Day reflects on golf's new normal during 'crazy year'
Carmen Mandato / Getty Images Sport / Getty

From changes in his routine to complete silence on the golf course, Jason Day has been forced to adapt to golf's new reality amid the COVID-19 pandemic.

Unsurprisingly, a lack of spectators at events has been one of the most glaring differences for the 12-time PGA Tour winner since play resumed in June.

"I think spectators is a huge thing," Day said during Wednesday's episode of "The Jake Asman Show" on SportsMap Radio. "I mean, Thursdays and Fridays are typically kind of like the lighter side of a golf tournament, and Saturdays and Sundays come around but you know that there's a buzz in the air because there's a crowd there."

He added: "But you know, this year has been a bit of a crazy year in regards to that because it's not boring, but it essentially feels that way because there's just no buzz and there's nothing really going on on the golf course."

For Day, the impact of competing on an empty course was most noticeable during golf's most prestigious event.

Dustin Johnson set a Masters record with his dominant win at Augusta in November. But unlike Tiger Woods - who was trailed by a sea of spectators throughout the final day of his historic win at the 2019 event - Johnson authored his masterpiece in silence.

"I think it was more strange (at Augusta) because of the patrons not being there because that's usually a tell-tale sign when someone's playing well or not playing well," he said. "You can obviously tell by the sounds of the patrons that go through the golf course if someone's like making a charge late Sunday you can kind of tell who it is."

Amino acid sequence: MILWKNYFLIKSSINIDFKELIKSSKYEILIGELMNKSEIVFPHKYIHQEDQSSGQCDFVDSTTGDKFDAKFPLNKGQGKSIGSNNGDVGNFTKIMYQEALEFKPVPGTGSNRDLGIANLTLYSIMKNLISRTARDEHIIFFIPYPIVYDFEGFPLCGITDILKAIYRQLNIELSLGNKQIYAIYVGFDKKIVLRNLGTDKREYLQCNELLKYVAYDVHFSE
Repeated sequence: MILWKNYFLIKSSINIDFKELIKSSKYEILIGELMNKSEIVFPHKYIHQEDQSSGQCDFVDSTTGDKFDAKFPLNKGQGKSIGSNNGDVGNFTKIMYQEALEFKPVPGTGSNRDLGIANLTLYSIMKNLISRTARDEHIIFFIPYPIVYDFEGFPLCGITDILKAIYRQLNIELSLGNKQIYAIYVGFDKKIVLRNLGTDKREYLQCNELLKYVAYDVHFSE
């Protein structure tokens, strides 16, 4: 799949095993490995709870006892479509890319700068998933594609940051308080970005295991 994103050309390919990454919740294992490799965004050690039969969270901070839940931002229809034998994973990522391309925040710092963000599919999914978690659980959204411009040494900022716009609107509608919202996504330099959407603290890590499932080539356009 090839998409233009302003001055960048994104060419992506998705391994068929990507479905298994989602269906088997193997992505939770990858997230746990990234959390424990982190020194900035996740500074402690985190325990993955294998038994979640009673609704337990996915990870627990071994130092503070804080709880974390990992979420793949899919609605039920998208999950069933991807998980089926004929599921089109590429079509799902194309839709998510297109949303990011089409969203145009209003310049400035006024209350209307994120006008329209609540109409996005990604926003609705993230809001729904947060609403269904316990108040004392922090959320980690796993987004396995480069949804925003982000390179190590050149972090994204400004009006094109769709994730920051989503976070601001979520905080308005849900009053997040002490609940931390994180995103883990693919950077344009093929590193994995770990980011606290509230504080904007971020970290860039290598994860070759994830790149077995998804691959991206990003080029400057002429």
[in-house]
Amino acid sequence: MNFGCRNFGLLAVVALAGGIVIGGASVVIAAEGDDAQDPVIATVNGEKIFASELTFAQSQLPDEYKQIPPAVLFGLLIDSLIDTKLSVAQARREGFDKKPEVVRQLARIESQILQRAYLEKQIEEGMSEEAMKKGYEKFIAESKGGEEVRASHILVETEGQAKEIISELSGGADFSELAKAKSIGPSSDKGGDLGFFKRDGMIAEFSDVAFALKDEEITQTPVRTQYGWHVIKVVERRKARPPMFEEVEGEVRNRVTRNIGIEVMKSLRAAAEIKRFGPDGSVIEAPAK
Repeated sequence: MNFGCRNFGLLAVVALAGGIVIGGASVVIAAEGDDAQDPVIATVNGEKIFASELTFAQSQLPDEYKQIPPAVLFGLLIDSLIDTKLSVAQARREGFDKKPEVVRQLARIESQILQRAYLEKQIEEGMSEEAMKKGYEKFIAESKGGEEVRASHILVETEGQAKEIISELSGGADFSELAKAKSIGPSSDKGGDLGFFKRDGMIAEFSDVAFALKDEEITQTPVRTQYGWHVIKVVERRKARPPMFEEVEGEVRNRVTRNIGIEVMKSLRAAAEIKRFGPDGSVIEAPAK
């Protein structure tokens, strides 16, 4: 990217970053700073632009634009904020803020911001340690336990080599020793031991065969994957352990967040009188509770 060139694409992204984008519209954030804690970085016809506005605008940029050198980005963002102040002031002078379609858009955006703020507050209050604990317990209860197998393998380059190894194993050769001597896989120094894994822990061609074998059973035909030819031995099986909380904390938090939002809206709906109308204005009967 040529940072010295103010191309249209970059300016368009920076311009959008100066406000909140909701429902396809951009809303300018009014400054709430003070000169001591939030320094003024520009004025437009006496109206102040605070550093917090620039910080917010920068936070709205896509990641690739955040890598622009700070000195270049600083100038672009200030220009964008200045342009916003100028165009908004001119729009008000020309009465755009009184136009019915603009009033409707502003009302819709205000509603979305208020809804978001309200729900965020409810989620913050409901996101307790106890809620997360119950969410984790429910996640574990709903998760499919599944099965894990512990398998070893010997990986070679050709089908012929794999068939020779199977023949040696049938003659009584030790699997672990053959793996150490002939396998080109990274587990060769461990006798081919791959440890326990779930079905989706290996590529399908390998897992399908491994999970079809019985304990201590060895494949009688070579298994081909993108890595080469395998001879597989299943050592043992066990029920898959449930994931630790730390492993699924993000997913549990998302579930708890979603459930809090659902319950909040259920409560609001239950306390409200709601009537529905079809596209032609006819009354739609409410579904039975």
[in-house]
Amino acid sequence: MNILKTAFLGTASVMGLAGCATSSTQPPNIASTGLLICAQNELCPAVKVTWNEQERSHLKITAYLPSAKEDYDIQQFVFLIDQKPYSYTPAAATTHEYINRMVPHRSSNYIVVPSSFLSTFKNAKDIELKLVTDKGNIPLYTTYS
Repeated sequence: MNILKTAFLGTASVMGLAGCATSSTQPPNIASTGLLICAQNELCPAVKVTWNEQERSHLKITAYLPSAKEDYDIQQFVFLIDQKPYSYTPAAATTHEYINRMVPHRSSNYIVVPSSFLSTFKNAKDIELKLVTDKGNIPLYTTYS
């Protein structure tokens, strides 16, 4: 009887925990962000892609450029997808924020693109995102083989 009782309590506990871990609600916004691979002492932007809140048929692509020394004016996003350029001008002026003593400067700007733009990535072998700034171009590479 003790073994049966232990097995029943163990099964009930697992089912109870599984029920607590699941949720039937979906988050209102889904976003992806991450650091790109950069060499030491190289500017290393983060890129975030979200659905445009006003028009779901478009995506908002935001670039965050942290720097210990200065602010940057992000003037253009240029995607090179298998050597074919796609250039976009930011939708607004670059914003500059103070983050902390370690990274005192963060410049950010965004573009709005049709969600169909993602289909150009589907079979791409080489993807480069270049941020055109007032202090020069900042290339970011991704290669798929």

The 33-year-old has also found it challenging to get into his typical pre-tournament rhythm. Despite the changes, Day is appreciative that he and his peers are able to play at all during such uncertain times.

"Typically what would happen is if you fly in Sunday, you either stay in the hotel or for me I stay in my bus, and then you just go to the course the next day," he said. "Now you actually have to plan ahead, get your coronavirus test, then you have to wait, depending on how many guys test there, you have to wait two-to-four hours. And then you can go out to the golf course and get all your credentials and all that stuff.

"It does essentially kind of sometimes mess with your Monday, but it's been - we've been very thankful to be able to get out and play again."

Day continues to search for consistency in his game on the pandemic-altered Tour. The Australian has missed the cut six times and has just two top-five finishes since the Tour returned.

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Day reflects on golf's new normal during 'crazy year'
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